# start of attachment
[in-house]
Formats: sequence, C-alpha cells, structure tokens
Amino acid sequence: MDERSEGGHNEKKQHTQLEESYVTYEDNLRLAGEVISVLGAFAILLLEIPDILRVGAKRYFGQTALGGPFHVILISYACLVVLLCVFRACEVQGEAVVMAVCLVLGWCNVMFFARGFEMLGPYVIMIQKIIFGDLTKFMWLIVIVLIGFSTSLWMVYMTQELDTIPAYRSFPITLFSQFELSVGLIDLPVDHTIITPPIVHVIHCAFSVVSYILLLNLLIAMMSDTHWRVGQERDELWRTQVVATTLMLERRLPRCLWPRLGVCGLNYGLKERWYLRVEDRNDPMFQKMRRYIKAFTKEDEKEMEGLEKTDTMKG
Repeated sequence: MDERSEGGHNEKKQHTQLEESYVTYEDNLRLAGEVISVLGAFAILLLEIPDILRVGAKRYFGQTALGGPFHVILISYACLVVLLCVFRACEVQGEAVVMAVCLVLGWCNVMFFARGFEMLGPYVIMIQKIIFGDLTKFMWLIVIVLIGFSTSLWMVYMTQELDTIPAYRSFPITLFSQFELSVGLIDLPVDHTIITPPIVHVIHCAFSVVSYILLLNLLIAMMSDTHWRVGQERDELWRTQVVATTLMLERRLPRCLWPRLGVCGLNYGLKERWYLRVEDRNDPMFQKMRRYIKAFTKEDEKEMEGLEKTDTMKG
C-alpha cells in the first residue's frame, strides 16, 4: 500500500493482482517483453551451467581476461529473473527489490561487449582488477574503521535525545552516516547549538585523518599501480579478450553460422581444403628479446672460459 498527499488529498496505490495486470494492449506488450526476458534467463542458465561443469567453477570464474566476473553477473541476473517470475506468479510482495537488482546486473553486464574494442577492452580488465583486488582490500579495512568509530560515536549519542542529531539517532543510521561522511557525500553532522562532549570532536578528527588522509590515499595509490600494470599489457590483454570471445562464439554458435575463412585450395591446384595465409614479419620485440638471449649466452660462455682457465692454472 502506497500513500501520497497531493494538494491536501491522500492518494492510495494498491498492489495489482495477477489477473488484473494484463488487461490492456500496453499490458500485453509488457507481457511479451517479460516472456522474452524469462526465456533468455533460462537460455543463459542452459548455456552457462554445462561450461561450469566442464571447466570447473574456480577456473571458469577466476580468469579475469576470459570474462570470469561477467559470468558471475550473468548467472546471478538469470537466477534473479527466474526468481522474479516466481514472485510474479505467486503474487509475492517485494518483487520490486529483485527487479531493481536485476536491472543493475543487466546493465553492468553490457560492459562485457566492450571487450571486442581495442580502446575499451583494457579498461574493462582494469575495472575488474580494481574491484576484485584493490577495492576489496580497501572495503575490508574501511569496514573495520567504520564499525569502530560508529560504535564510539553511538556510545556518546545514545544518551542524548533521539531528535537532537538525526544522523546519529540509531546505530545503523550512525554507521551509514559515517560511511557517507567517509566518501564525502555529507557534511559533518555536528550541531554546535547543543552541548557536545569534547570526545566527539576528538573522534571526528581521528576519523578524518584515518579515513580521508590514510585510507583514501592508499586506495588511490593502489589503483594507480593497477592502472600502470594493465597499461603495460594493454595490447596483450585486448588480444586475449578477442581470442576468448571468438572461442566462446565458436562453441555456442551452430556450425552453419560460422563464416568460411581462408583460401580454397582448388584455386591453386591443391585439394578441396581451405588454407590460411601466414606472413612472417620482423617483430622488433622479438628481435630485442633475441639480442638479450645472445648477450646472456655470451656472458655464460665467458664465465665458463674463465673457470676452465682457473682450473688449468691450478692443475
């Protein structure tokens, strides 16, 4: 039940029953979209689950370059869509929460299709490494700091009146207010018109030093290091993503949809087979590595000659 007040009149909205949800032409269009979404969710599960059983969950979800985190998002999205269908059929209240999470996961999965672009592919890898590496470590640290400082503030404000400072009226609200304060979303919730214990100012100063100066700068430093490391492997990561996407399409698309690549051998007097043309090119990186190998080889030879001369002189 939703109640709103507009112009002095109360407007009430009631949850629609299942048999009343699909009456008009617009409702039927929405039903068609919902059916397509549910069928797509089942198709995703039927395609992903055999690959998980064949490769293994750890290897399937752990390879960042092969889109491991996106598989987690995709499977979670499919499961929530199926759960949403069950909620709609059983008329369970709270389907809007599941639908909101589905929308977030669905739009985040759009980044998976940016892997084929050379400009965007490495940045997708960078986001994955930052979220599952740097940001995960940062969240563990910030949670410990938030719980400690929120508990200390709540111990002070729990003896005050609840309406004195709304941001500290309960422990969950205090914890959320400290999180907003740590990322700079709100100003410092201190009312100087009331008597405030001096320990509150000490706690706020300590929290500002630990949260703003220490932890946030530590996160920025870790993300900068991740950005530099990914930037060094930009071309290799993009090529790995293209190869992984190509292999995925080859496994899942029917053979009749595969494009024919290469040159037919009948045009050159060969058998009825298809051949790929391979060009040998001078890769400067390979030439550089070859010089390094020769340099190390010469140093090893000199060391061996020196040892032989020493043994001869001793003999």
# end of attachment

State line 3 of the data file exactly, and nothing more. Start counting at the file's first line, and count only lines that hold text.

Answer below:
Amino acid sequence: MDERSEGGHNEKKQHTQLEESYVTYEDNLRLAGEVISVLGAFAILLLEIPDILRVGAKRYFGQTALGGPFHVILISYACLVVLLCVFRACEVQGEAVVMAVCLVLGWCNVMFFARGFEMLGPYVIMIQKIIFGDLTKFMWLIVIVLIGFSTSLWMVYMTQELDTIPAYRSFPITLFSQFELSVGLIDLPVDHTIITPPIVHVIHCAFSVVSYILLLNLLIAMMSDTHWRVGQERDELWRTQVVATTLMLERRLPRCLWPRLGVCGLNYGLKERWYLRVEDRNDPMFQKMRRYIKAFTKEDEKEMEGLEKTDTMKG